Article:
Children with the lowest vitamin D levels were more likely to have higher blood pressure, high blood sugar levels and low blood levels of HDL ("good") cholesterol, the study found.

It's not entirely certain that low levels of vitamin D early in life will translate into health problems in the adult years, Melamed said. "But if you have hypertension [high blood pressure] at age 20, you have 60 more years of dealing with the consequences," she noted.

The study led by Reis was a detailed cross-sectional analysis of data on 3,577 adolescents. It found an average vitamin D blood level of 24.8 nanograms per milliliter. The average level was 15.5 nanograms per milliliter in blacks, 21.5 in Mexican Americans and 28 in whites.

There was a clear association with cardiovascular risk factors. The 25 percent of youngsters with the lowest levels of vitamin D were 2.36 times more likely to have high blood pressure, 54 percent more likely to have low HDL cholesterol levels, 2.54 times more likely to have elevated blood sugar levels and 3.88 times more likely to have metabolic syndrome, a constellation of risk factors including obesity, high blood fats and high blood pressure.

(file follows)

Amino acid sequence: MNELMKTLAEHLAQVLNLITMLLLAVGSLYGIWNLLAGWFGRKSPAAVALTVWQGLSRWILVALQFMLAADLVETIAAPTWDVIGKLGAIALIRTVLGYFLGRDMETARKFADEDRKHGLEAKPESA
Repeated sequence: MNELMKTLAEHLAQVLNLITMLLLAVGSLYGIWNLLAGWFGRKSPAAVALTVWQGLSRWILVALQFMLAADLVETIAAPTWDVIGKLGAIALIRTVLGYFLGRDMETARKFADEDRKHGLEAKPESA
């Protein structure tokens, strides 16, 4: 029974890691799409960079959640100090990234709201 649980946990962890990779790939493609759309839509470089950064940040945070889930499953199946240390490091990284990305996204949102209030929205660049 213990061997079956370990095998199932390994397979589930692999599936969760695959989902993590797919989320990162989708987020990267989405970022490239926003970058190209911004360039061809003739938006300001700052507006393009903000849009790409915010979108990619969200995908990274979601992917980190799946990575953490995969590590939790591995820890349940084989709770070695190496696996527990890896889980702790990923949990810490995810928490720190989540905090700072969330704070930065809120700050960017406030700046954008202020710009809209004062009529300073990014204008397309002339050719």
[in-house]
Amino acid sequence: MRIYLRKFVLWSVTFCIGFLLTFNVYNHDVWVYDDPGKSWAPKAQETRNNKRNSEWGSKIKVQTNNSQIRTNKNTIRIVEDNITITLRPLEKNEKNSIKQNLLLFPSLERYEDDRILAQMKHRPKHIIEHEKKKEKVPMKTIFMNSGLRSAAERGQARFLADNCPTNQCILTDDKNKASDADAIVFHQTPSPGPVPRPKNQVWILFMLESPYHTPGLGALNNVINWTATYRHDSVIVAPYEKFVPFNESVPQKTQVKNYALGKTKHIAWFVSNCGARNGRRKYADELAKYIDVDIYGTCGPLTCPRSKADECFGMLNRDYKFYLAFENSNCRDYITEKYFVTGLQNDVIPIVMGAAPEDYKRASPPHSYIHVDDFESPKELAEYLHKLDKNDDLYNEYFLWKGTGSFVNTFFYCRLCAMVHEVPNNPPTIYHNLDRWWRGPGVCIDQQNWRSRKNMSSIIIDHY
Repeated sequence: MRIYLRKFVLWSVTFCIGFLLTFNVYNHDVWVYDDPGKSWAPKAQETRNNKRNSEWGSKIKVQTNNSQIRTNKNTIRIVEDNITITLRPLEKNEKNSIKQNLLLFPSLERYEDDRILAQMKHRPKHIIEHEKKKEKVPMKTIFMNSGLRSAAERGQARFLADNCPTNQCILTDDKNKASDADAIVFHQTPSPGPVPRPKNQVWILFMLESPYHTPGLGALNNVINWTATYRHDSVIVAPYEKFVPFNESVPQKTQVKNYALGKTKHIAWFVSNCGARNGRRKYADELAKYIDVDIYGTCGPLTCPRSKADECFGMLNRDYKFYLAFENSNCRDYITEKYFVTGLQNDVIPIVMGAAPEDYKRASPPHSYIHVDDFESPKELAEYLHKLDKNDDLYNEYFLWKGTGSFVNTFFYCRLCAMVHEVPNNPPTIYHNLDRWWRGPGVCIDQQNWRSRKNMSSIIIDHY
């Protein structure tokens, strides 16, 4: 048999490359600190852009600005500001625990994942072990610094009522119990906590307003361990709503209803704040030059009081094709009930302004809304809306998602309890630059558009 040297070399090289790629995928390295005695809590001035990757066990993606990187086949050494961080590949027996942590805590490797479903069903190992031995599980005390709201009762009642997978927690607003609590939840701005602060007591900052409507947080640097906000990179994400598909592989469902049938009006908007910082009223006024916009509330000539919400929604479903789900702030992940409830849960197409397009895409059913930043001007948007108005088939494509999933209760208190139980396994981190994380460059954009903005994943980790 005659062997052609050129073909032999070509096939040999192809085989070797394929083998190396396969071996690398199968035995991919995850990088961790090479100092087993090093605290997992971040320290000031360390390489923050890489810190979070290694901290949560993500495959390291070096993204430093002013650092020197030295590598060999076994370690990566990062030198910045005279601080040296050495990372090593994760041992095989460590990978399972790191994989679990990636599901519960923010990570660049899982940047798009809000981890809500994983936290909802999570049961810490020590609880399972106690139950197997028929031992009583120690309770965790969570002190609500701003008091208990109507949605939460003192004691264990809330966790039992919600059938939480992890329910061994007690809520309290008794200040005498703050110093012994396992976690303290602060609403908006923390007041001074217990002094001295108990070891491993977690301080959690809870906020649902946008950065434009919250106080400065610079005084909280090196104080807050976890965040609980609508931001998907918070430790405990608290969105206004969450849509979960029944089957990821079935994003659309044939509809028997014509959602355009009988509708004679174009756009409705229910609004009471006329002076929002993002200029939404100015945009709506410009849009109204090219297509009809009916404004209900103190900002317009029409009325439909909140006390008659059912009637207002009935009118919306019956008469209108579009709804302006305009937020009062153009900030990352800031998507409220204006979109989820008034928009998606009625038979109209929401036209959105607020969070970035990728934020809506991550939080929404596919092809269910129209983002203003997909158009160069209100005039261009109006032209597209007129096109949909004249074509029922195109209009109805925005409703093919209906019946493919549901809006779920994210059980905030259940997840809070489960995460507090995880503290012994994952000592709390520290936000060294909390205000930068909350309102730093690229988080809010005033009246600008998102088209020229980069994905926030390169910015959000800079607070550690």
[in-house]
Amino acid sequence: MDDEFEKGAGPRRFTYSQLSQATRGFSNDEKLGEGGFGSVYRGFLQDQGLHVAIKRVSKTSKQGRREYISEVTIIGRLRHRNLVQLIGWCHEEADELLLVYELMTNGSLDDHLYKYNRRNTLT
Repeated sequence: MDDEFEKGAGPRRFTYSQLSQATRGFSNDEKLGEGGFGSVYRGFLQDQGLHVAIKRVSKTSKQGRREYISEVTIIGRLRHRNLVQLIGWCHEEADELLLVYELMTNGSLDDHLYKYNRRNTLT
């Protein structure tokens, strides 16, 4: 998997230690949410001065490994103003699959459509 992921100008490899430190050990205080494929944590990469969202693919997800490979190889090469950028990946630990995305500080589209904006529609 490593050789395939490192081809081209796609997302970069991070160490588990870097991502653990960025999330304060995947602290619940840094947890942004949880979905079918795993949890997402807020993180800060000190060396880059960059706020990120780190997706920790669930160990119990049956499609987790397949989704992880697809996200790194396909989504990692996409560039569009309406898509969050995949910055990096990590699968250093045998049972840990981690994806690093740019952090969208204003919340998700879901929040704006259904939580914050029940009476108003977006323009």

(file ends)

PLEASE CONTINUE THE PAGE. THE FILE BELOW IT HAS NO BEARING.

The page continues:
But the results should not panic parents, Reis said. "I believe we need additional research," he said. "Our study is observational, and we need additional studies to confirm it."

Specifically, parents need not turn to supplements to provide the recommended intake of vitamin D, currently set at 200 International Units a day for everyone up to age 50, Reis said. Adequate vitamin D intake can be achieved with 15 minutes a day of exposure to sunlight or consuming fortified milk, bread and other wheat products, among other foods, he said.

"Parents should focus on modifiable risk factors," Melamed said. "Children should not always be on the computer or watching television. They can drink more milk, rather than using supplements."

SOURCES: Jared P. Reis, Ph.D., epidemiologist, division of cardiovascular sciences, U.S. National Heart, Lung, and Blood Institute, Bethesda, Md.; Michal L. Melamed, M.D., assistant professor, medicine and epidemiology, Albert Einstein College of Medicine, Bronx, N.Y.; Aug. 3, 2009 Pediatrics, online